The young Nobuyuki soon hatched two life's ambitions. Looking at photo albums, Nobu said, he was captivated by a picture of his dad on a trip to Palau.
"Always I'm missing my father, looking [in] the photo album," Nobu said. "So one picture ... on Palau. So you know, one of my dreams was ... I want to go to another country."
The second dream was waiting behind the sliding screen of a sushi restaurant his older brother took him to.
"I was so shock[ed] for this energy," Nobu said. "Then [I thought] 'Wow, I [am] going to be a sushi chef,' immediately. ... That's right, as a kid I had two dreams: one a sushi chef, one is I like to go to another country, like my father."
At 17, Nobu took a live-in job at a sushi restaurant in Tokyo called Matsuei. He started as a dishwasher. Then he connected with his first sushi master.
"He teach me how to buy the fish, how to prep fish, how to make the sushi rice, how to do the business, you know, it's like my teacher, my mentor," said Nobu. "So I stay almost seven years with him ... I was a dishwasher for everybody, nothing important in the restaurant. But after five years none of the senior chefs was left, so it means I start [as] the senior."
One of the regulars at Matsuei was a man who lived between Japan and Peru. He spoke with Nobu about opening a restaurant in Lima. Then he made an offer. Nobu wanted desperately to accept, but feared displeasing his mentor, the man who had taught him everything.
"You know I was so much thinking, thinking, thinking. But you know I have a dream, and I like to catch my dream too," said Nobu. "[So] I explain to my mentor, 'Somebody offered to me to come to Peru ... and I want to go.'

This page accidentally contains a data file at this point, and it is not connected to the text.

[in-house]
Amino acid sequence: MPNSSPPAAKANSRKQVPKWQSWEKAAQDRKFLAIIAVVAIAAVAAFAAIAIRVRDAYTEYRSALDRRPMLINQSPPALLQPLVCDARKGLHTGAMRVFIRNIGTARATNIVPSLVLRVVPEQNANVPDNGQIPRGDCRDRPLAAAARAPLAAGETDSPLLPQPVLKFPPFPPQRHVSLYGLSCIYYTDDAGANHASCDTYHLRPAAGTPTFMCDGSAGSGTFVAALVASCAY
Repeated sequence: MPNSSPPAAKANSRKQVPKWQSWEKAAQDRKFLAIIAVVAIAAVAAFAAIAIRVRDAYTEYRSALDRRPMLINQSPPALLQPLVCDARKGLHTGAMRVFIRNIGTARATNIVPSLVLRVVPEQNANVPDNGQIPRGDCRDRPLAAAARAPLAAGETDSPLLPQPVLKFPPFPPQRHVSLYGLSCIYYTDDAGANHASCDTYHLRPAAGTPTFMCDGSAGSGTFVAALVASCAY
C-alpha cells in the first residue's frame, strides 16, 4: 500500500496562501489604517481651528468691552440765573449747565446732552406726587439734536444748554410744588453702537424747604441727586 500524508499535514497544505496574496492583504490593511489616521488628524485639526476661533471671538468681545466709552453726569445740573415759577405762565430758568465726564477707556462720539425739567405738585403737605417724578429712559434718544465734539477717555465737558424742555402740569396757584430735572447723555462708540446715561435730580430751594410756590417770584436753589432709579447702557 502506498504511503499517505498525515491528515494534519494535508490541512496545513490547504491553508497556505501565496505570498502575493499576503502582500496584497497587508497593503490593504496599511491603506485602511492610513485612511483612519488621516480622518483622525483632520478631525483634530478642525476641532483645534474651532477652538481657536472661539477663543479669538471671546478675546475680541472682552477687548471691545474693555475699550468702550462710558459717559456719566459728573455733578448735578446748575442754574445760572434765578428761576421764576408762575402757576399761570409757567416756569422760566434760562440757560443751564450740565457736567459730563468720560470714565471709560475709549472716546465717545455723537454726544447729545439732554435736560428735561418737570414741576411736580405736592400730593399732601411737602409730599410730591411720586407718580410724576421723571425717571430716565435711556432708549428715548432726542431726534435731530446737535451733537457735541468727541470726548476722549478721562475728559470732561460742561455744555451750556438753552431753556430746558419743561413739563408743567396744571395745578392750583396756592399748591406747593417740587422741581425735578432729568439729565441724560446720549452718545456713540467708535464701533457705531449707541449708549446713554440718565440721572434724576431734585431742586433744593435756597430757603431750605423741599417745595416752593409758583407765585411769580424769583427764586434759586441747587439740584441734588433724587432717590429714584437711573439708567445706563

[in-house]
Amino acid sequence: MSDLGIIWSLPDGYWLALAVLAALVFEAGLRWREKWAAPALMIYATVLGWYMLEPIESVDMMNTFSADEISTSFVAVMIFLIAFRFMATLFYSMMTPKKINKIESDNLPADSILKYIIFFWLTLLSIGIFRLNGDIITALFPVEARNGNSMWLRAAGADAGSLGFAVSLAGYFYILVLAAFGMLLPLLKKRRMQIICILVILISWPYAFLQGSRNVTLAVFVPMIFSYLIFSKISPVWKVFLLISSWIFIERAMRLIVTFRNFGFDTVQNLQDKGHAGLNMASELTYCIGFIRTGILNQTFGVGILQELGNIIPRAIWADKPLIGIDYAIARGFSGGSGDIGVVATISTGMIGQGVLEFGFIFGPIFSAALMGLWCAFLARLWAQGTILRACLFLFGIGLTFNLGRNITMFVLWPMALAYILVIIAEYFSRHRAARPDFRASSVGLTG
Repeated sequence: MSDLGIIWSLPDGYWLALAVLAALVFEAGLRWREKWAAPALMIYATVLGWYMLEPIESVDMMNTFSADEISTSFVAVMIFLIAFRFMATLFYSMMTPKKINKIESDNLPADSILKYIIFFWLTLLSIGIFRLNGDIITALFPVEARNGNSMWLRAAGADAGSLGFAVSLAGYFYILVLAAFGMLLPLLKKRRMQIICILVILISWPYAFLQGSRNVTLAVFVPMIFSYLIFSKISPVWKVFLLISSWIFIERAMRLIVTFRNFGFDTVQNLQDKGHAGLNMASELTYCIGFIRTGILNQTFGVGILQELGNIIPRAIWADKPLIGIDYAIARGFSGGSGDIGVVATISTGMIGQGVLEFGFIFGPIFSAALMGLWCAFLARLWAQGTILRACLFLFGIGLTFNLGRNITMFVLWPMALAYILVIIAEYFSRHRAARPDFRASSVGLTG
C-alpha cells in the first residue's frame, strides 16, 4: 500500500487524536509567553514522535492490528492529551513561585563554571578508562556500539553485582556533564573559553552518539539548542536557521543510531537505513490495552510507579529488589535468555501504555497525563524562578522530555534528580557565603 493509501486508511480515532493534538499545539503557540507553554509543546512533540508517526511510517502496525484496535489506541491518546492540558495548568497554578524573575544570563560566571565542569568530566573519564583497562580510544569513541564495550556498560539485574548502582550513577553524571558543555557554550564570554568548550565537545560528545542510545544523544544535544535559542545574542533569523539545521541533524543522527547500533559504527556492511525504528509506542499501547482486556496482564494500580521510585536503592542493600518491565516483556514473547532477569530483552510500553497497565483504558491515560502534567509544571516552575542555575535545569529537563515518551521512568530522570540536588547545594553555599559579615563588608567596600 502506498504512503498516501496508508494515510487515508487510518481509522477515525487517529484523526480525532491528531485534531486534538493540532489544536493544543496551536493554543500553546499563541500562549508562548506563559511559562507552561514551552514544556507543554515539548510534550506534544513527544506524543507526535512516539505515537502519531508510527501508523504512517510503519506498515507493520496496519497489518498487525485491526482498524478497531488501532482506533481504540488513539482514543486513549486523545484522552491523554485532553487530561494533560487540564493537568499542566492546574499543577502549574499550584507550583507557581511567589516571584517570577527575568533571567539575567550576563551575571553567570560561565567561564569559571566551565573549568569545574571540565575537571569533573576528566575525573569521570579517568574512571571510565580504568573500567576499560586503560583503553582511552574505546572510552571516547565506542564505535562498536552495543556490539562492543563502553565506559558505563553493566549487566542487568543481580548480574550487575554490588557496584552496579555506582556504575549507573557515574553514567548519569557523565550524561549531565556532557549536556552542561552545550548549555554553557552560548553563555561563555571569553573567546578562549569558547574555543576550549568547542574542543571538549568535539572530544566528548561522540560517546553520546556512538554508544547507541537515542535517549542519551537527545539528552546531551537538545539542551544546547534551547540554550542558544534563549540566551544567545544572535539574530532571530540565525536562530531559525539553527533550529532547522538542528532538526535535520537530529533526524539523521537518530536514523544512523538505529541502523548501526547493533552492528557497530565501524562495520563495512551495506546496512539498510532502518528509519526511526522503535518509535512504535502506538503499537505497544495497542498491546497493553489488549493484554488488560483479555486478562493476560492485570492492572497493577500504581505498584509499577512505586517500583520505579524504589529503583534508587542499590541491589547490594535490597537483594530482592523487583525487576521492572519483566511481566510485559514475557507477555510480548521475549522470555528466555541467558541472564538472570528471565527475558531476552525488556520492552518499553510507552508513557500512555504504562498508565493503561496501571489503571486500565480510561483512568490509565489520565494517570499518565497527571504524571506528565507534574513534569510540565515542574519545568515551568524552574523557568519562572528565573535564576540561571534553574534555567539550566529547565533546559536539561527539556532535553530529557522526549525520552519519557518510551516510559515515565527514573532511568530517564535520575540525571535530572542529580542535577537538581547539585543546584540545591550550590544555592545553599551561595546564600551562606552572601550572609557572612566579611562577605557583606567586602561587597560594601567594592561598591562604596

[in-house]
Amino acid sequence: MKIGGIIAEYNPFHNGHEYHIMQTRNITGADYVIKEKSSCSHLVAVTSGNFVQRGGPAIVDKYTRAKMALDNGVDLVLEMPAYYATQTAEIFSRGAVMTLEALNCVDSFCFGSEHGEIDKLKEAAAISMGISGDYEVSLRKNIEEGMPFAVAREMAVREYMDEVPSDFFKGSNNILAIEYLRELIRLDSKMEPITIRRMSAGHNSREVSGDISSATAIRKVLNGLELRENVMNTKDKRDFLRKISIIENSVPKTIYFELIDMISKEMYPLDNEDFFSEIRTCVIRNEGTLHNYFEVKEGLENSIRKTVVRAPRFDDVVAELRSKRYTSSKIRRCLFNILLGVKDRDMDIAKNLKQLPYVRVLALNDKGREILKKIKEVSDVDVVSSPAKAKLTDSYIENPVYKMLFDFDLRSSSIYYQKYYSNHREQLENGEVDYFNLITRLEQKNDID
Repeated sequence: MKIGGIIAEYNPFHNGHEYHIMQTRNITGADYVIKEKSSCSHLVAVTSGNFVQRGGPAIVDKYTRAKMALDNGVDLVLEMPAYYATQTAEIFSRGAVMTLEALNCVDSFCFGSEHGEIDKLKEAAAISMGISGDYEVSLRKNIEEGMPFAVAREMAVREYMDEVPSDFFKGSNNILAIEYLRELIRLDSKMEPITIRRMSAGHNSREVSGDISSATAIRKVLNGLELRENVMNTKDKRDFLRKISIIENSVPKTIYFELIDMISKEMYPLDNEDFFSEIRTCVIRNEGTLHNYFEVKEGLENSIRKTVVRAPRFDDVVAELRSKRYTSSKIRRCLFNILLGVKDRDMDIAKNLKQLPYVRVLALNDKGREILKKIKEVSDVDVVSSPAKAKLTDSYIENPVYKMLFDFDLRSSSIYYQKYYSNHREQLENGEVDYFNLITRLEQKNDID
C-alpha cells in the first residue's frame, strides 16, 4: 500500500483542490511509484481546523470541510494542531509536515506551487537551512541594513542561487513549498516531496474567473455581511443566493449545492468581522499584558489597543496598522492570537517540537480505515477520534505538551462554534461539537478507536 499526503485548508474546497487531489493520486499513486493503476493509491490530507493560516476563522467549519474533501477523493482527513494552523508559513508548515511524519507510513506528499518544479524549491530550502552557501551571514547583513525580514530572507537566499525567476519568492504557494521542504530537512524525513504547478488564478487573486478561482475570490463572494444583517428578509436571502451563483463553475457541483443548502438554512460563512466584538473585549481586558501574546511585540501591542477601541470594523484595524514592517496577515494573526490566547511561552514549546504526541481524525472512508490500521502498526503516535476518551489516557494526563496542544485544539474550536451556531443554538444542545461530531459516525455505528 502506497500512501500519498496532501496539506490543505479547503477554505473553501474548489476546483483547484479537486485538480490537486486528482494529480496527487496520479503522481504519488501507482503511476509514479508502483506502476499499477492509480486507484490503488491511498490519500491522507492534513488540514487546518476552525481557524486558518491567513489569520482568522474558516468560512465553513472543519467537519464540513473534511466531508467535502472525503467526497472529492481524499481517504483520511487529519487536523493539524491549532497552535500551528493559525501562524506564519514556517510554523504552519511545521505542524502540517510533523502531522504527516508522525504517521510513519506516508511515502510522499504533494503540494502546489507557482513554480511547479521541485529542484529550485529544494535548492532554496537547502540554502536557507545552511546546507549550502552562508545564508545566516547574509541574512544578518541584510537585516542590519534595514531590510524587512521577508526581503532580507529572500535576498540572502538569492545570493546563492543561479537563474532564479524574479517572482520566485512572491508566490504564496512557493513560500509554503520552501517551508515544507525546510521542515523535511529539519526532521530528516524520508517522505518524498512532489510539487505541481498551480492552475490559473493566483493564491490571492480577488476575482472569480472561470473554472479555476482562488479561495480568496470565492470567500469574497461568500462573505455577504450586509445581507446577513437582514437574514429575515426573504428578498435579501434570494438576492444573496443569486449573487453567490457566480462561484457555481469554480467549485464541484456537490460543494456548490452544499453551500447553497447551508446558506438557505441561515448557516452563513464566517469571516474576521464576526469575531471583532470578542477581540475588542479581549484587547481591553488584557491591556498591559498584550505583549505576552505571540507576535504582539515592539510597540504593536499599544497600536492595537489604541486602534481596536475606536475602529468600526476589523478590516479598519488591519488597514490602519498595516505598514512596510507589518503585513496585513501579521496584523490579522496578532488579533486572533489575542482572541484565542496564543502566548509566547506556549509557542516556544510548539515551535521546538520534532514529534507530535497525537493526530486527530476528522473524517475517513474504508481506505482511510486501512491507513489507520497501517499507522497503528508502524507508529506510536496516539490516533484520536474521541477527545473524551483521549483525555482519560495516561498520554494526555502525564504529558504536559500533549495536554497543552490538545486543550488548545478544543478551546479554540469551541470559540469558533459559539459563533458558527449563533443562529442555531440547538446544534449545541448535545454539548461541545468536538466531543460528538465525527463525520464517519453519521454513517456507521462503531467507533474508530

But finally ... he said, 'OK, so you take chance, so you take the opportunity,' and thank you very much. So then I get married with my wife now. So, then I went to the Peru."
In Peru, Nobu discovered an entirely new cuisine. He began weaving Peruvian influences into his Japanese dishes, forming a culinary aesthetic that would later make its mark on the world. The restaurant attracted more and more customers.
"Of course the Japanese and Peruvian fish are different, but it's the same Pacific Ocean," Nobu said. "They are different, but I know fish."
In some cases Nobu filled holes in Peruvian cuisine with favorites from Japan. It struck him that Peruvians never ate eel, a staple of the Japanese diet.
"One day I went to the fish market and find one eel. Then I ask the fishermen, 'Oh, you can get the eel?' So his face looks funny, he says, 'You want to eat this one?' So … I lie, 'I come from Japan, I bring the dog, but my dog used to in Japan eating the eel every day. But Peru doesn't have any eel, so my dog is a little bit homesick.'
"So he say: 'OK, got it, I going to take care of it.' So the next day he brings the bunch eel in a big net, like dozens of eel, then [I said] 'Oh thank you so much. So how much is it?' 'It's OK, give it to your dog.' So then I pay him a little money, say 'Thank you.' Then back to restaurant, just picked up the nice one -- it's a prep in making a sushi or tempura or other eel dishes.
"But still, he trusts me. But one day another sushi chef or another restaurant guy went to this guy because they find out Nobu is using the eel. So he ask the fisherman, 'Can I have some eel, too? '"
The punch line is delivered with relish.
"'Oh,'" the fisherman said. "'You have another Japanese dog?'"
Nobu's Peru run came to a close after three years, after he resisted his partner's demands that the restaurant cut its supply costs.
"He start yelling to me, 'Nobu, the food costs [are] too high ... so you don't necessarily buy the best fish, because Peruvian people [don't] know good quality,'" Nobu said. "I was shocked. Then we... [had] an argument. ... Maybe I going to go. Maybe I going to stop. Then, I was young, that's why, I stop the partnership."